Dag NAB it!

Friday, July 25, 2008

Just when you thought it was safe to go back in that water.....a great white shark from the Great Barrier Reef goes and bites your leg off. While yesterday's US equity market meltdown was home-grown, it left the SPX in no man's land. A month ago, short equity risk was far and away Macro Man's biggest position, but now he has virtually nothing in equities except the tiny, wretched remains of the large cap/small cap trade and a modest long vol position in Europe.

For Macro Man, the most interesting recent developments have come from Down Under (and Just Over). While it has yet to garner too many substantial headlines, the news that National Australia Bank (NAB) has written down its US RMBS portfolio to 10 cents on the dollar could send shockwaves through the financial system.

Much of NAB's book was made up of AAA securities, so to mark them down so drastically certain suggests that "the model", whatever it is, is broken. Now, when you consider that a whole host of banks are either marking this stuff much higher on their balance sheets, or have moved it to the limbo of "Level 3" make-up-whatever-price-you-want assets, a publicly-disclosed 90% write-off on similar assets could represent a rather unpleasant dash of cold water in the face of much larger fish than NAB. No doubt a host of banking execs are cursing NAB into their Cheerios this morning; after all, nobody likes a whistle blower, especially when there's plenty of other bad news to deal with.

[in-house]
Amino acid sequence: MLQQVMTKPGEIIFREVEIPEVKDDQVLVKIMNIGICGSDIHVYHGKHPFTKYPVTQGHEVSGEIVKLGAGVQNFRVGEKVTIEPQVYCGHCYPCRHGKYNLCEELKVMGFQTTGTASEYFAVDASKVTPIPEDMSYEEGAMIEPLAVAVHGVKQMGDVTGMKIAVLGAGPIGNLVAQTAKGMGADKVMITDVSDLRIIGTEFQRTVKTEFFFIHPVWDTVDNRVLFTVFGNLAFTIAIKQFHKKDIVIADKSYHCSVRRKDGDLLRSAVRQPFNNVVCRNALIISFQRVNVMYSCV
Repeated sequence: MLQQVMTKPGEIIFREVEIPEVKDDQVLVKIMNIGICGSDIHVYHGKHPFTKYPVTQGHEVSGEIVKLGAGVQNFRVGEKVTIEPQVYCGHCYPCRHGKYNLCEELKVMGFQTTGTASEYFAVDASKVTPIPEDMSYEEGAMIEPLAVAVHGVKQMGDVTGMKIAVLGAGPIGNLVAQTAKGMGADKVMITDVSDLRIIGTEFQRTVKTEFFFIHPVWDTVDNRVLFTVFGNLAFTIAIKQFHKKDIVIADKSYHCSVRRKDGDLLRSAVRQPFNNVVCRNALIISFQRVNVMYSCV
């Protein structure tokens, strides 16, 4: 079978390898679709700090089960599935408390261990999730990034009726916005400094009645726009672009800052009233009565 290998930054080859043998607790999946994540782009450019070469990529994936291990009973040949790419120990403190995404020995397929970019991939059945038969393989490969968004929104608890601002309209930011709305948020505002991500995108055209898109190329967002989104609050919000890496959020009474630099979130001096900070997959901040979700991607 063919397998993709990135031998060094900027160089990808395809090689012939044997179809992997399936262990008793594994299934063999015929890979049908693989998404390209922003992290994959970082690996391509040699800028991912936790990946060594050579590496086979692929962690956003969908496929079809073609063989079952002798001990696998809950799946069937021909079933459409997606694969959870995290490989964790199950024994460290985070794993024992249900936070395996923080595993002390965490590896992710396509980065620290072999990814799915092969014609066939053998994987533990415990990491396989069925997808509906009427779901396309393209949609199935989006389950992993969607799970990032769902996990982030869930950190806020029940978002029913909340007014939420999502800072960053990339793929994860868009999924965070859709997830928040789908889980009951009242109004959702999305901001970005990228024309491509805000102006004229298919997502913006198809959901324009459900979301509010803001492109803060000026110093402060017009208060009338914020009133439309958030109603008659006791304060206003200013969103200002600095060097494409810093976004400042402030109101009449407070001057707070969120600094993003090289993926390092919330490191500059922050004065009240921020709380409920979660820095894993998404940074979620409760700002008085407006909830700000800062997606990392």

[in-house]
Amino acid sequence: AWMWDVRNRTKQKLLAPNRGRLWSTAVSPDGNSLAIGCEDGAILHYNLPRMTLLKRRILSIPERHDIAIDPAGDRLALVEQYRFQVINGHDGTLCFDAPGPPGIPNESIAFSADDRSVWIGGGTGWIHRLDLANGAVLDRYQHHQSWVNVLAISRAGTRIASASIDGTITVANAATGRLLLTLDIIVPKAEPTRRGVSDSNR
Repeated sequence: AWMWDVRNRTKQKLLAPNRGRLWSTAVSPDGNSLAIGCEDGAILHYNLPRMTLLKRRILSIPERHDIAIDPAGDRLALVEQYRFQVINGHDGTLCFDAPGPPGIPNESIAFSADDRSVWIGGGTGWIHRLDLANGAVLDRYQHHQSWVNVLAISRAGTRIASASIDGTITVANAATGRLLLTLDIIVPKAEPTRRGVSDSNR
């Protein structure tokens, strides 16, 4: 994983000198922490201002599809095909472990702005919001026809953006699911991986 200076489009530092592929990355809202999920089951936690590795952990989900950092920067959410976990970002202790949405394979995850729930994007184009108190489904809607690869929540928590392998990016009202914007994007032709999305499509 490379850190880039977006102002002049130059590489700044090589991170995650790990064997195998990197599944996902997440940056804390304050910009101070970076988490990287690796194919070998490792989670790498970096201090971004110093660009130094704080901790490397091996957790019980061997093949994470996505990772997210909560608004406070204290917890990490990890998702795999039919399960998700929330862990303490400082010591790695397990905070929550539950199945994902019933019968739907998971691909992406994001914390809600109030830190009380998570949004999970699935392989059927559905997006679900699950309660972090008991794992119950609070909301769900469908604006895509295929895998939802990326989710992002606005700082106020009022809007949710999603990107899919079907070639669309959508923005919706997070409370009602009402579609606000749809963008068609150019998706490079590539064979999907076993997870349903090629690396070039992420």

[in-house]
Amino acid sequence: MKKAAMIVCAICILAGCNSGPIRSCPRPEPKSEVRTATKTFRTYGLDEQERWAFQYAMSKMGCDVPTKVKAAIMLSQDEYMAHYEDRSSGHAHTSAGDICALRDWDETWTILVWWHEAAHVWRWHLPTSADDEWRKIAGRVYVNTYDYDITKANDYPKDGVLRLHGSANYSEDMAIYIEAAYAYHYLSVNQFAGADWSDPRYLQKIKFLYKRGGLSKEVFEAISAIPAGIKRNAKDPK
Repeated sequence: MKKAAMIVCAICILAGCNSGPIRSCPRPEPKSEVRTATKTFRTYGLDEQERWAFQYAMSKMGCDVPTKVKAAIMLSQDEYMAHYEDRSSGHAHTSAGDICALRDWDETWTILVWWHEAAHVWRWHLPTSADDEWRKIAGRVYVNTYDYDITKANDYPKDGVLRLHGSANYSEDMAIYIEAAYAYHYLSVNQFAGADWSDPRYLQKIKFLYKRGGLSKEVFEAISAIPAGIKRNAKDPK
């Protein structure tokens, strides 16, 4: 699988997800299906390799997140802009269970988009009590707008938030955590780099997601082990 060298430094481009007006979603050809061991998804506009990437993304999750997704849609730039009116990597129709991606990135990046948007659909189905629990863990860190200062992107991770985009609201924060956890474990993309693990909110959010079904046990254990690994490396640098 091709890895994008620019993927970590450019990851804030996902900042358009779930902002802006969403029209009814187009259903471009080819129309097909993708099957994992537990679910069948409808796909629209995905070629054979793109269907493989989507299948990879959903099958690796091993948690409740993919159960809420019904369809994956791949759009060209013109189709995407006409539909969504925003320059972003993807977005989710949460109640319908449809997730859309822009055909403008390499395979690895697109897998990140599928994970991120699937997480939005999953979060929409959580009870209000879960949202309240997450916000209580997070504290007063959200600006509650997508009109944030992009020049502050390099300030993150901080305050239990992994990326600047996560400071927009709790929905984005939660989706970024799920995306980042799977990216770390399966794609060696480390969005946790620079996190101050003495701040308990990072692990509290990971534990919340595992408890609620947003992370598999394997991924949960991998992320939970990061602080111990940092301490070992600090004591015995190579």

Meanwhile, we may have seen the first SWF stop loss in the financial sector. Rumours are swirling that Temasek, Singapore's "other" SWF, has puked some of its stake Merrill Lynch. So far from being the White Knight who saves the day with their hordes of cash, it appears that SWFs may exacerbate some of the selling pressure. Oh dear.